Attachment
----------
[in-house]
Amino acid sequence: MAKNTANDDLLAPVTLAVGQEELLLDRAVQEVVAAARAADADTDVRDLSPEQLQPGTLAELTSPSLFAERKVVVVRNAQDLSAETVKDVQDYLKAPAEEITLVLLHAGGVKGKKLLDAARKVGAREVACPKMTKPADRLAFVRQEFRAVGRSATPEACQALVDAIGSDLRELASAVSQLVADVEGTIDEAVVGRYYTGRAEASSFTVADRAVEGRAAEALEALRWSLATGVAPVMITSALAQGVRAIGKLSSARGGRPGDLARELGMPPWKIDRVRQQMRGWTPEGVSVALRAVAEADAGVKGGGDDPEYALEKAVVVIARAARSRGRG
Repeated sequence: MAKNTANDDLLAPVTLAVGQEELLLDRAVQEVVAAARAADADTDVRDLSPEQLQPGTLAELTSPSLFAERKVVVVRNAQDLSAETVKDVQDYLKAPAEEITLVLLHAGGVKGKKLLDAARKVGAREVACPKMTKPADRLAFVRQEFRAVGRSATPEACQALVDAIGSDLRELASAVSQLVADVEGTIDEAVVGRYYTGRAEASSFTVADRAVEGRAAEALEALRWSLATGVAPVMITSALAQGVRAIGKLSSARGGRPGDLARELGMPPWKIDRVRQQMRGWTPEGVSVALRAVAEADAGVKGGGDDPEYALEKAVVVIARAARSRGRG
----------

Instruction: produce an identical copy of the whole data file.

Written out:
[in-house]
Amino acid sequence: MAKNTANDDLLAPVTLAVGQEELLLDRAVQEVVAAARAADADTDVRDLSPEQLQPGTLAELTSPSLFAERKVVVVRNAQDLSAETVKDVQDYLKAPAEEITLVLLHAGGVKGKKLLDAARKVGAREVACPKMTKPADRLAFVRQEFRAVGRSATPEACQALVDAIGSDLRELASAVSQLVADVEGTIDEAVVGRYYTGRAEASSFTVADRAVEGRAAEALEALRWSLATGVAPVMITSALAQGVRAIGKLSSARGGRPGDLARELGMPPWKIDRVRQQMRGWTPEGVSVALRAVAEADAGVKGGGDDPEYALEKAVVVIARAARSRGRG
Repeated sequence: MAKNTANDDLLAPVTLAVGQEELLLDRAVQEVVAAARAADADTDVRDLSPEQLQPGTLAELTSPSLFAERKVVVVRNAQDLSAETVKDVQDYLKAPAEEITLVLLHAGGVKGKKLLDAARKVGAREVACPKMTKPADRLAFVRQEFRAVGRSATPEACQALVDAIGSDLRELASAVSQLVADVEGTIDEAVVGRYYTGRAEASSFTVADRAVEGRAAEALEALRWSLATGVAPVMITSALAQGVRAIGKLSSARGGRPGDLARELGMPPWKIDRVRQQMRGWTPEGVSVALRAVAEADAGVKGGGDDPEYALEKAVVVIARAARSRGRG